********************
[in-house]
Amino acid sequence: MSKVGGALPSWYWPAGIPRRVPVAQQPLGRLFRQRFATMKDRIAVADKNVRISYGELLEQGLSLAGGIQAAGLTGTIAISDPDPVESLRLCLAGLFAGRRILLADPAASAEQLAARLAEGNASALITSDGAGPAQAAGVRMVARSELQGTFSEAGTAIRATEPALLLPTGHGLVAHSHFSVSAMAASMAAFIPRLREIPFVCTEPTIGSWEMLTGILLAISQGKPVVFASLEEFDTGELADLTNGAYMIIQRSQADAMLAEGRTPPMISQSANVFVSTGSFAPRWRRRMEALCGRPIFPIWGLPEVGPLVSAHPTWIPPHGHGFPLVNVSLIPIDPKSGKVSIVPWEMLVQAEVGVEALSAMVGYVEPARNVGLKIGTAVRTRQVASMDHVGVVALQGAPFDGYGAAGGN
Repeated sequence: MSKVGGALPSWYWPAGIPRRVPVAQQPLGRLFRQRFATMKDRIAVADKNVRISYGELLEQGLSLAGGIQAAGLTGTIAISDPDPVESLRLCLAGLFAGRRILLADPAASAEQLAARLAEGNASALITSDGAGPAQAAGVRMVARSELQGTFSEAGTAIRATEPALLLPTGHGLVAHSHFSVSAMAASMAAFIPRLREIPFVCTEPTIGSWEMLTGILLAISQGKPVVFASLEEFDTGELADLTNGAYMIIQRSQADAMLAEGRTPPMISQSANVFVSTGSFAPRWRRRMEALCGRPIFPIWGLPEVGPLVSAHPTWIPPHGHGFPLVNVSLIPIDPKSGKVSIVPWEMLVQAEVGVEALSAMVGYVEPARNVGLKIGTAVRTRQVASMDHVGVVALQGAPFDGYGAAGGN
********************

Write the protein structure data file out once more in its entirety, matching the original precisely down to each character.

[in-house]
Amino acid sequence: MSKVGGALPSWYWPAGIPRRVPVAQQPLGRLFRQRFATMKDRIAVADKNVRISYGELLEQGLSLAGGIQAAGLTGTIAISDPDPVESLRLCLAGLFAGRRILLADPAASAEQLAARLAEGNASALITSDGAGPAQAAGVRMVARSELQGTFSEAGTAIRATEPALLLPTGHGLVAHSHFSVSAMAASMAAFIPRLREIPFVCTEPTIGSWEMLTGILLAISQGKPVVFASLEEFDTGELADLTNGAYMIIQRSQADAMLAEGRTPPMISQSANVFVSTGSFAPRWRRRMEALCGRPIFPIWGLPEVGPLVSAHPTWIPPHGHGFPLVNVSLIPIDPKSGKVSIVPWEMLVQAEVGVEALSAMVGYVEPARNVGLKIGTAVRTRQVASMDHVGVVALQGAPFDGYGAAGGN
Repeated sequence: MSKVGGALPSWYWPAGIPRRVPVAQQPLGRLFRQRFATMKDRIAVADKNVRISYGELLEQGLSLAGGIQAAGLTGTIAISDPDPVESLRLCLAGLFAGRRILLADPAASAEQLAARLAEGNASALITSDGAGPAQAAGVRMVARSELQGTFSEAGTAIRATEPALLLPTGHGLVAHSHFSVSAMAASMAAFIPRLREIPFVCTEPTIGSWEMLTGILLAISQGKPVVFASLEEFDTGELADLTNGAYMIIQRSQADAMLAEGRTPPMISQSANVFVSTGSFAPRWRRRMEALCGRPIFPIWGLPEVGPLVSAHPTWIPPHGHGFPLVNVSLIPIDPKSGKVSIVPWEMLVQAEVGVEALSAMVGYVEPARNVGLKIGTAVRTRQVASMDHVGVVALQGAPFDGYGAAGGN